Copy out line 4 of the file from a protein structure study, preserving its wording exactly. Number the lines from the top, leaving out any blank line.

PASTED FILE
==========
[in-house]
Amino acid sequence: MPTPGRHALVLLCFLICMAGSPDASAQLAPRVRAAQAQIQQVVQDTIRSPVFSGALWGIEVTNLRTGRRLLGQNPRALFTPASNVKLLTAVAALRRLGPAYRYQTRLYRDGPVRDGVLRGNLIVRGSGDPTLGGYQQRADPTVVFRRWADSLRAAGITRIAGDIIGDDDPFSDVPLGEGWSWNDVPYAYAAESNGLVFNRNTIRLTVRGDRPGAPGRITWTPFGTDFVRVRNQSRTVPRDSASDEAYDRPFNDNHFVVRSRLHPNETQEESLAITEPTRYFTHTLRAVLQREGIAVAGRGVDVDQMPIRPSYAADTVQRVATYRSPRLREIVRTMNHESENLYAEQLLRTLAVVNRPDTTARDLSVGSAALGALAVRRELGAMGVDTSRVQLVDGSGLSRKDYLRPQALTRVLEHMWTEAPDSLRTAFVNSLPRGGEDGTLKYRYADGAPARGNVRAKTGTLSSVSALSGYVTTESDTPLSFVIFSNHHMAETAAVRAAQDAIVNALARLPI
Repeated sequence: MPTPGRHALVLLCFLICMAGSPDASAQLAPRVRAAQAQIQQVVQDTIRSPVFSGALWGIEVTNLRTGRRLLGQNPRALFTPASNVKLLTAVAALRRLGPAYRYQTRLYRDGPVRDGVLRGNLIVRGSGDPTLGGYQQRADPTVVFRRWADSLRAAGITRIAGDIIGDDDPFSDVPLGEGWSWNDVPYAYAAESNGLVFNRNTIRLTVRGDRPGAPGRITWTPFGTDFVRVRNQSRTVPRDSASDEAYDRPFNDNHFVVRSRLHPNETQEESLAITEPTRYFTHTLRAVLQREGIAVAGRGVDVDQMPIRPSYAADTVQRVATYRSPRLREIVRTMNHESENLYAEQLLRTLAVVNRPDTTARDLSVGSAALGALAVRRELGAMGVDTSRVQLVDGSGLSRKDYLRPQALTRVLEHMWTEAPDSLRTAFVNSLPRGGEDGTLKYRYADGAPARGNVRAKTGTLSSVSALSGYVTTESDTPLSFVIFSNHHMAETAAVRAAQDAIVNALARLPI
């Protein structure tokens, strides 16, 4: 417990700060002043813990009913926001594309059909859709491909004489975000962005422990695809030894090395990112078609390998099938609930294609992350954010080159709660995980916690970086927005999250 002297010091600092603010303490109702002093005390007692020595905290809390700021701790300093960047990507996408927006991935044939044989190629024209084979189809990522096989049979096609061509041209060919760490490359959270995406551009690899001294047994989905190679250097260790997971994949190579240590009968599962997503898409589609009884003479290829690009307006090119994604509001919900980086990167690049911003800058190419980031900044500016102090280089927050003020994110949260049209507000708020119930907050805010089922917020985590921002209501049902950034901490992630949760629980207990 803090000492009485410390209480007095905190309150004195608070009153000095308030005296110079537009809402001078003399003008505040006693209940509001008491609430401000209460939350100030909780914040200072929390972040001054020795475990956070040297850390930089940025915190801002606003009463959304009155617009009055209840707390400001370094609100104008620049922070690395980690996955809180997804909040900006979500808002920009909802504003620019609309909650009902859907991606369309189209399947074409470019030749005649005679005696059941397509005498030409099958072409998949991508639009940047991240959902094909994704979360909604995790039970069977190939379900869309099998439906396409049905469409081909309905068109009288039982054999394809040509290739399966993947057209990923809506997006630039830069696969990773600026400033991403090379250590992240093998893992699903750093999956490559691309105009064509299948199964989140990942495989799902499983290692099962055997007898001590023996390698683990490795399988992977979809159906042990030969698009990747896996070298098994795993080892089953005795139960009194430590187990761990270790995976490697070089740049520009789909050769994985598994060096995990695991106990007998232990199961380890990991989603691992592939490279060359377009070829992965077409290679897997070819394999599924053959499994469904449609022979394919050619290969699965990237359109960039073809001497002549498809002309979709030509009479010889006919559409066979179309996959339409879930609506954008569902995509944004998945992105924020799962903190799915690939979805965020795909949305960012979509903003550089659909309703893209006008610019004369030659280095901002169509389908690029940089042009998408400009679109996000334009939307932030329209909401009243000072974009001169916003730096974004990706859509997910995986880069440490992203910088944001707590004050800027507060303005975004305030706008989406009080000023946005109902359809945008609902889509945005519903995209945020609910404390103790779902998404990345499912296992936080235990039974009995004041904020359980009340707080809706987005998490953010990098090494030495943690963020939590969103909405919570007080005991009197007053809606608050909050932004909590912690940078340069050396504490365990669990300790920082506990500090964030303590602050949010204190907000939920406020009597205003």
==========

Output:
């Protein structure tokens, strides 16, 4: 417990700060002043813990009913926001594309059909859709491909004489975000962005422990695809030894090395990112078609390998099938609930294609992350954010080159709660995980916690970086927005999250 002297010091600092603010303490109702002093005390007692020595905290809390700021701790300093960047990507996408927006991935044939044989190629024209084979189809990522096989049979096609061509041209060919760490490359959270995406551009690899001294047994989905190679250097260790997971994949190579240590009968599962997503898409589609009884003479290829690009307006090119994604509001919900980086990167690049911003800058190419980031900044500016102090280089927050003020994110949260049209507000708020119930907050805010089922917020985590921002209501049902950034901490992630949760629980207990 803090000492009485410390209480007095905190309150004195608070009153000095308030005296110079537009809402001078003399003008505040006693209940509001008491609430401000209460939350100030909780914040200072929390972040001054020795475990956070040297850390930089940025915190801002606003009463959304009155617009009055209840707390400001370094609100104008620049922070690395980690996955809180997804909040900006979500808002920009909802504003620019609309909650009902859907991606369309189209399947074409470019030749005649005679005696059941397509005498030409099958072409998949991508639009940047991240959902094909994704979360909604995790039970069977190939379900869309099998439906396409049905469409081909309905068109009288039982054999394809040509290739399966993947057209990923809506997006630039830069696969990773600026400033991403090379250590992240093998893992699903750093999956490559691309105009064509299948199964989140990942495989799902499983290692099962055997007898001590023996390698683990490795399988992977979809159906042990030969698009990747896996070298098994795993080892089953005795139960009194430590187990761990270790995976490697070089740049520009789909050769994985598994060096995990695991106990007998232990199961380890990991989603691992592939490279060359377009070829992965077409290679897997070819394999599924053959499994469904449609022979394919050619290969699965990237359109960039073809001497002549498809002309979709030509009479010889006919559409066979179309996959339409879930609506954008569902995509944004998945992105924020799962903190799915690939979805965020795909949305960012979509903003550089659909309703893209006008610019004369030659280095901002169509389908690029940089042009998408400009679109996000334009939307932030329209909401009243000072974009001169916003730096974004990706859509997910995986880069440490992203910088944001707590004050800027507060303005975004305030706008989406009080000023946005109902359809945008609902889509945005519903995209945020609910404390103790779902998404990345499912296992936080235990039974009995004041904020359980009340707080809706987005998490953010990098090494030495943690963020939590969103909405919570007080005991009197007053809606608050909050932004909590912690940078340069050396504490365990669990300790920082506990500090964030303590602050949010204190907000939920406020009597205003």